1TB external hard drive with no power cord required (runs on USB 2.0)

As I understand, a 1TB external hard drive with no power cord requirement (just USB 2.0) is not available today.

Will one be available in the forseable future? 6 months? 1 year? Any thoughts would be welcome.

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More about external hard drive power cord required runs
  1. Not likely. The external hard drives that do not require a power cord are all based on notebook hard drives, due to their lower power requirements. The sacrifice is in capacity though - the largest current ones are only 500GB, and they aren't likely to reach a TB very soon. Maybe in a year and a half or so?
  2. do you know any 500 gb drives without power supply. please suggest.
  3. Quote:
    do you know any 500 gb drives without power supply. please suggest.

    I recently bought a 1 TB Western Digital 2.5" external hard drive which does not require additional power connection (AC adapter). Just a single USB connection for both data and power.

    It costed me USD 179.

    I found quite a 500GB 2.5" ext hard drives, priced at around USD 120. Good ones.

    Note of caution: Could be an individual case, but it did not work and am getting it exchanged (at BestBuy)

  4. Here's a link to that WD unit:


    It happens to be the ONLY one Newegg sells that is 1 TB in a 2.5" (laptop portable) form factor. I did not bother to try to search all the 3.5" form factor units in case any of them works with NO power supply of its own. I think it was a post by sminlal in another thread that altered me to this unit.
  5. cjl said:
    ...the largest current ones are only 500GB, and they aren't likely to reach a TB very soon.
    As Paperdoc posted, there actually are 1TB drives in the 2.5" form factor, and you can buy them in USB-powered external enclosures. The trick is that the bare drives are thicker than a standard laptop drive bay, so you can't actually use them in most laptops. But of course that doesn't prevent companies like WD from building an external enclosure around them.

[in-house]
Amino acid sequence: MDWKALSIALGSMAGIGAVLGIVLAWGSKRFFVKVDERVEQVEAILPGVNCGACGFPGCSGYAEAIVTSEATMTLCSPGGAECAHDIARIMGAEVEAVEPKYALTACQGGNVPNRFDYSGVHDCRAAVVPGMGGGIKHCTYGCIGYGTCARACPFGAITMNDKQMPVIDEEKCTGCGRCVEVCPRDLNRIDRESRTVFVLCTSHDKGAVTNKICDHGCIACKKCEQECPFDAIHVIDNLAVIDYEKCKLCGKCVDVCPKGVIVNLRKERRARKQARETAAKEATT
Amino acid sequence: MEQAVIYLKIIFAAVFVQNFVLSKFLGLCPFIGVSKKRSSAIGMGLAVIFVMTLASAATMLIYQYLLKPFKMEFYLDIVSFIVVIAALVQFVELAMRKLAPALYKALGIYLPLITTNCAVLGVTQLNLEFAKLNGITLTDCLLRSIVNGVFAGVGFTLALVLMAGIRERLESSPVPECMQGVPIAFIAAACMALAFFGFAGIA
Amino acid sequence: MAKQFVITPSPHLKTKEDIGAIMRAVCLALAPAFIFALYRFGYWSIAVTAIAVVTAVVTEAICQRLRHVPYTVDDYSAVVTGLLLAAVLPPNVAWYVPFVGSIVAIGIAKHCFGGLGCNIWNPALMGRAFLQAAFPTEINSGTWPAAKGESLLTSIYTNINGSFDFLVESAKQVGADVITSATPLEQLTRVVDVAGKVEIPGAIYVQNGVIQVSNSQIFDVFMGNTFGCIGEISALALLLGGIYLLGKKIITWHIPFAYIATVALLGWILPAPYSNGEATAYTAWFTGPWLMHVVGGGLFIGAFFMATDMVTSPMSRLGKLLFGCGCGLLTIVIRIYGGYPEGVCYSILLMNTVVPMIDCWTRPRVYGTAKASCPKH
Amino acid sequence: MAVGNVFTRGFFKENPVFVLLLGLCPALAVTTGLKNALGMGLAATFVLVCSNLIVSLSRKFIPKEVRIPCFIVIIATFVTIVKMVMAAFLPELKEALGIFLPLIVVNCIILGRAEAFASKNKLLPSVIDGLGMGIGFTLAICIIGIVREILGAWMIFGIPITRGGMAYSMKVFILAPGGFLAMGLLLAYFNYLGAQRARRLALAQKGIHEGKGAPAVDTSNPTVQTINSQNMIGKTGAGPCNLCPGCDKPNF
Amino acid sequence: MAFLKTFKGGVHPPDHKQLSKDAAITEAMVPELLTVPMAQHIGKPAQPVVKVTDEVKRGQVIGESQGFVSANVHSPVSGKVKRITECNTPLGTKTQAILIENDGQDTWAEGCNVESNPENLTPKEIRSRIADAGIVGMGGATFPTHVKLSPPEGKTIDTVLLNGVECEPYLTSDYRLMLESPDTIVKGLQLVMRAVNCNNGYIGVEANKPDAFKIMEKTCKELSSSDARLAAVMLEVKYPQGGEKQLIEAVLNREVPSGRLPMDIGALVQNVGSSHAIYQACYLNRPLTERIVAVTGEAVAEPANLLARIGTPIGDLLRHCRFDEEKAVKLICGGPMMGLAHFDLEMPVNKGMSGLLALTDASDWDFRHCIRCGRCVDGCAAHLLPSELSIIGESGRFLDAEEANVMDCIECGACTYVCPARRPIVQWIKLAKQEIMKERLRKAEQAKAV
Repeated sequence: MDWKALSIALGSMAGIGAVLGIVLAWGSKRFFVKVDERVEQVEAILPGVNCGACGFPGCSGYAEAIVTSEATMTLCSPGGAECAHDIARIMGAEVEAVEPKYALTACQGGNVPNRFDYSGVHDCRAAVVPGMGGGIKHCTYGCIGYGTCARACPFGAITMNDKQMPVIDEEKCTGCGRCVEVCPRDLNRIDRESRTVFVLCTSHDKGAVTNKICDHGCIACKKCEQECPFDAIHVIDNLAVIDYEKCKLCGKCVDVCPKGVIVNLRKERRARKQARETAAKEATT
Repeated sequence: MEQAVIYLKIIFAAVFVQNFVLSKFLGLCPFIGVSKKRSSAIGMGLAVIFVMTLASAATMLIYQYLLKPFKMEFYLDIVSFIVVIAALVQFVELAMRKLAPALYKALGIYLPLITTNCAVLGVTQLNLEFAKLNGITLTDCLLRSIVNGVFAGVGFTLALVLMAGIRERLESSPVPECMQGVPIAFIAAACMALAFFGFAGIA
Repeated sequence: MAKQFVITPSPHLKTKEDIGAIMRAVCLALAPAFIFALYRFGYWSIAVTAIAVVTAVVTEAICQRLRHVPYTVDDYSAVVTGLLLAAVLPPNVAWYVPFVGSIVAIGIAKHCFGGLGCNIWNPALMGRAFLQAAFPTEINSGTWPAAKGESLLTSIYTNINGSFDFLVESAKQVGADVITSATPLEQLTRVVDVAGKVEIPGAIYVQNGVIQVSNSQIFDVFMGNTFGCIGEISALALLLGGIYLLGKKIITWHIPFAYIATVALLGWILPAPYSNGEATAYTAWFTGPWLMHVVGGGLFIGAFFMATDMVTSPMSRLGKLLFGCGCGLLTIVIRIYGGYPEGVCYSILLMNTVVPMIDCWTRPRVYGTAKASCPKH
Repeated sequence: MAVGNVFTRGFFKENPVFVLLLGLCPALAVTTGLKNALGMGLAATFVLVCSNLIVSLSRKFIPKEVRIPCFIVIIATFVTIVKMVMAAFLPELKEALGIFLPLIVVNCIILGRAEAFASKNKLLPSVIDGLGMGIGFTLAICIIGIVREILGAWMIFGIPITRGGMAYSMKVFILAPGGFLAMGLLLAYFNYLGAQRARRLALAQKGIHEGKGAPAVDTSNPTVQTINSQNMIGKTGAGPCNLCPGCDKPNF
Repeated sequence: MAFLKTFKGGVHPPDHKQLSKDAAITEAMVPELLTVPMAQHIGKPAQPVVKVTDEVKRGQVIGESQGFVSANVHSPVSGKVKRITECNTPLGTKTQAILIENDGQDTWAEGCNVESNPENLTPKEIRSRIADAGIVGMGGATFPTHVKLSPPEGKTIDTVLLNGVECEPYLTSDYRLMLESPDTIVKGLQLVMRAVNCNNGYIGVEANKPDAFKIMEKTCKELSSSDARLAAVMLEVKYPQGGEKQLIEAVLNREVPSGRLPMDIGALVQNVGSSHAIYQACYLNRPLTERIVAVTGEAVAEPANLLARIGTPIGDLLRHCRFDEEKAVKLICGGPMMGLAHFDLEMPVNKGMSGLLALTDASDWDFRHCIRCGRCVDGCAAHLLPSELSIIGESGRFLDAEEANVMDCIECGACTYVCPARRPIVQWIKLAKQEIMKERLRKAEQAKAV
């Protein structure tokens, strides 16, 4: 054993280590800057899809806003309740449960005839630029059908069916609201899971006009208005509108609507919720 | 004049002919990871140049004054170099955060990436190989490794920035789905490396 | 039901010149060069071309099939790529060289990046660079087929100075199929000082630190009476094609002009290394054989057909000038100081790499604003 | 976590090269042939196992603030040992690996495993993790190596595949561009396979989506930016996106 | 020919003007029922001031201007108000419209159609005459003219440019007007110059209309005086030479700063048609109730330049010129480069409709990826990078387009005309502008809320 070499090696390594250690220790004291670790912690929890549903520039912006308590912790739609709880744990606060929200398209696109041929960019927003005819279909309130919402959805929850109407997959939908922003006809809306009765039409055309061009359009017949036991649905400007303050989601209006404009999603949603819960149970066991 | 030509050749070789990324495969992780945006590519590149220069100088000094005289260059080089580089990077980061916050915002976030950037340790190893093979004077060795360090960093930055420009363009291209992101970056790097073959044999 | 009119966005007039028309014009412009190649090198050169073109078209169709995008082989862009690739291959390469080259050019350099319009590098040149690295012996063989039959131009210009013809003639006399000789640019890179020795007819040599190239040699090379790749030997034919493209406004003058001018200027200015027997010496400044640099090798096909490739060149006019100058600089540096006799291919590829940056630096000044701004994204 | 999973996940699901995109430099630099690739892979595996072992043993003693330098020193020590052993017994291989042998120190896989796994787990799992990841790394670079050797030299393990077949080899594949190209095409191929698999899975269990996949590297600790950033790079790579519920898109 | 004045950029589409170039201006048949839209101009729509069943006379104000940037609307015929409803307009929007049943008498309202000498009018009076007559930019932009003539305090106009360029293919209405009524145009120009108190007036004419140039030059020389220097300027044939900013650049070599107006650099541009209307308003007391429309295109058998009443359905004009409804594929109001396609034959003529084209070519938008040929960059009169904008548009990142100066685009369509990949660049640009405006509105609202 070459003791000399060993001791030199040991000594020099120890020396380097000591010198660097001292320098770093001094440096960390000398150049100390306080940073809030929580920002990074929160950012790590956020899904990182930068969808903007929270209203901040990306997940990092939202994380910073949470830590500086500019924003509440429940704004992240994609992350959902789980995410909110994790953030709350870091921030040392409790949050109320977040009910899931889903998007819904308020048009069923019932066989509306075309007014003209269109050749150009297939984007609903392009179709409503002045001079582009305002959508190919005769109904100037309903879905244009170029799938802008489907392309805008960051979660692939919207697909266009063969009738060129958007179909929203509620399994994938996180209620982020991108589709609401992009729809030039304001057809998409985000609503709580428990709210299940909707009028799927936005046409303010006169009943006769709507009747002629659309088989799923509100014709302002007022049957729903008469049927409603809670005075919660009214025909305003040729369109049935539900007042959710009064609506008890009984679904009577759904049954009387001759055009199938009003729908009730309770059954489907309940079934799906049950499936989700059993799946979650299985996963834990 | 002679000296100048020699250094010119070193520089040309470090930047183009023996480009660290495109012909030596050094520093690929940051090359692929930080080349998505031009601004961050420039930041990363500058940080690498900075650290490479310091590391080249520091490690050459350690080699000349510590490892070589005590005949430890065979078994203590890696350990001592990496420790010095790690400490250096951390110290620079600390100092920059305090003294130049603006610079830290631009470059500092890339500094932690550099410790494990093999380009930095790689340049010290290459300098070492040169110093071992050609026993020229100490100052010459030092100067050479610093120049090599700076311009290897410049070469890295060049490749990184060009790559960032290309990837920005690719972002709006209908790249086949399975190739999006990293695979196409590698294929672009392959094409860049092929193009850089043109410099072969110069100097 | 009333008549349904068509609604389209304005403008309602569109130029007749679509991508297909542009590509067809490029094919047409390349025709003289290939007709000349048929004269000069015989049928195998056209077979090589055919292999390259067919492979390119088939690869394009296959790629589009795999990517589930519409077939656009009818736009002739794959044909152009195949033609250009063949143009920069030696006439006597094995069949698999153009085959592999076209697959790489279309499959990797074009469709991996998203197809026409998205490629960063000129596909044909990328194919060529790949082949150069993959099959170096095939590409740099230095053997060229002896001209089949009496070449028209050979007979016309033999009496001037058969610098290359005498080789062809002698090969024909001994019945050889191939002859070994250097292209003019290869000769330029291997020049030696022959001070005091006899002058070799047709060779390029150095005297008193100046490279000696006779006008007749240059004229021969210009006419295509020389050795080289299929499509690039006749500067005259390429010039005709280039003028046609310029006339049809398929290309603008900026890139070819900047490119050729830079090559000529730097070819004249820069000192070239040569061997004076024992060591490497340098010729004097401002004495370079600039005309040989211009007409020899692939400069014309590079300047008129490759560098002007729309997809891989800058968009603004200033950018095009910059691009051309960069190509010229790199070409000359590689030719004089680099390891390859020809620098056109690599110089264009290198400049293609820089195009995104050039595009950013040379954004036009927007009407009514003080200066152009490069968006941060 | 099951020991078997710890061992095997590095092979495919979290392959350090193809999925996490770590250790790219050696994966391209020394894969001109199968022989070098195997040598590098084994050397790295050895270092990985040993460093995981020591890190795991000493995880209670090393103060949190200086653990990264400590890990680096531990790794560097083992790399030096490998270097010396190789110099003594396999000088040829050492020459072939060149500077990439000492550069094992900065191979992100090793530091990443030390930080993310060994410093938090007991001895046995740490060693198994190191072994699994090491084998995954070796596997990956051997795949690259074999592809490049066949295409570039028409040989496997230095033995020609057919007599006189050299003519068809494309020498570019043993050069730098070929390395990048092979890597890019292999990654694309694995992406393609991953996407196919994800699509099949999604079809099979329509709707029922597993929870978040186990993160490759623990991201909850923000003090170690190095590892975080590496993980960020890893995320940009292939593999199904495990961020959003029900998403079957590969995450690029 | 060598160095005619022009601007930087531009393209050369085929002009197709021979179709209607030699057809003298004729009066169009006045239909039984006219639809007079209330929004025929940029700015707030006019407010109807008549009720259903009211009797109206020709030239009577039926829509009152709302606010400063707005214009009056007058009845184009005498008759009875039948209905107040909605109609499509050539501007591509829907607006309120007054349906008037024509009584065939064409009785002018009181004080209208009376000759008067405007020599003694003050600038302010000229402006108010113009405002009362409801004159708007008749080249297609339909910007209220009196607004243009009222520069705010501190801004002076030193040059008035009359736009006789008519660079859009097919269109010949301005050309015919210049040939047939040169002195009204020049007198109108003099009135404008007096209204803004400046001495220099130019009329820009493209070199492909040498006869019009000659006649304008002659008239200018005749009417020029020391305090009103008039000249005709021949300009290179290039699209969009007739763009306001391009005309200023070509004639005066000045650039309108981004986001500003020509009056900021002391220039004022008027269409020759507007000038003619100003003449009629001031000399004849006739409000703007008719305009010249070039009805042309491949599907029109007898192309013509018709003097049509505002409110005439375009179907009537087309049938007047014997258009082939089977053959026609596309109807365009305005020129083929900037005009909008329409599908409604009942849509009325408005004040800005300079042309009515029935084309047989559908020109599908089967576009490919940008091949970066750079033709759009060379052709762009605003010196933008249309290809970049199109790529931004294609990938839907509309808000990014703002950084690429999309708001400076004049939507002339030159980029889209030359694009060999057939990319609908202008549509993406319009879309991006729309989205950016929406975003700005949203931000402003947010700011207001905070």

The WD drive was announced in July last year. Here's a link to WD's spec page for it: http://www.wdc.com/en/products/Products.asp?DriveID=685

    Seagate has a similar drive, and other manufacturers may well have them too.
  6. How about I buying an "internal hard drive" and buying a "hard drive case" along so as to use it as an external hard drive without the power supply??
    I have heard that without the power supply the hard drive has the chances of crashing.....Is it true??
    If possible, rply at aman.taneja.2008@gmail.com
  7. I have had bad experiences with these. It's sort of borderline whether or not they will work on that power; one even came with a Y cable to suck power from two USB ports. Please be aware that this is a little iffy.
  8. FYI, some newer Gigabyte motherboards can supply increased power to a USB port. This feature is enabled via a driver.


    "The 3x USB Power Boost from GIGABYTE is designed to deliver the utmost compatibility and stability for USB devices, such as external storage devices or optical drives, by supplying sufficient power through a single USB port."

    "3x USB power from USB 2.0 ports is available with certain models only."

    On/Off Charge / 3X USB Power Boost Driver:

    Supported chipsets:

    Intel P67 / H67 / X58 / P55 / H55 / H57 / P45 / P43 / G41 and AMD AM3 / AM2+ / AM2 series MB

    Supported OS:

    Windows XP 32bit, Windows XP 64bit, Windows Vista 32bit, Windows Vista 64bit, Windows 7 32bit, Windows 7 64bit
  9. This thread started 2 years ago when OP's quest was difficult at best. NOW, however, there's a different solution possible. The USB3 port system provides more power on a port than was available in USB2. Hence IF your machine has USB3 ports, you can now buy USB3 External HDD's in capacities over 500 GB that do NOT need their own power supply. They can run solely off the power available from the USB3 port. For example, this is what I got by searching the egg for External hard drives with USB3 interface and capacities 1 TB and up - 84 units to check out:

  10. Let's say one has a USB 2.0 external port-powered drive connected to a USB 3 host. Will the 900mA current limit be available in USB 2.0 mode, or will the host controller revert to a 500mA limit? Furthermore, I know that Seagate's Momentus 500GB drives draw 850mA during spin up. Will a 1TB drive, which presumably uses more power (?), exceed the USB 3 current limit?
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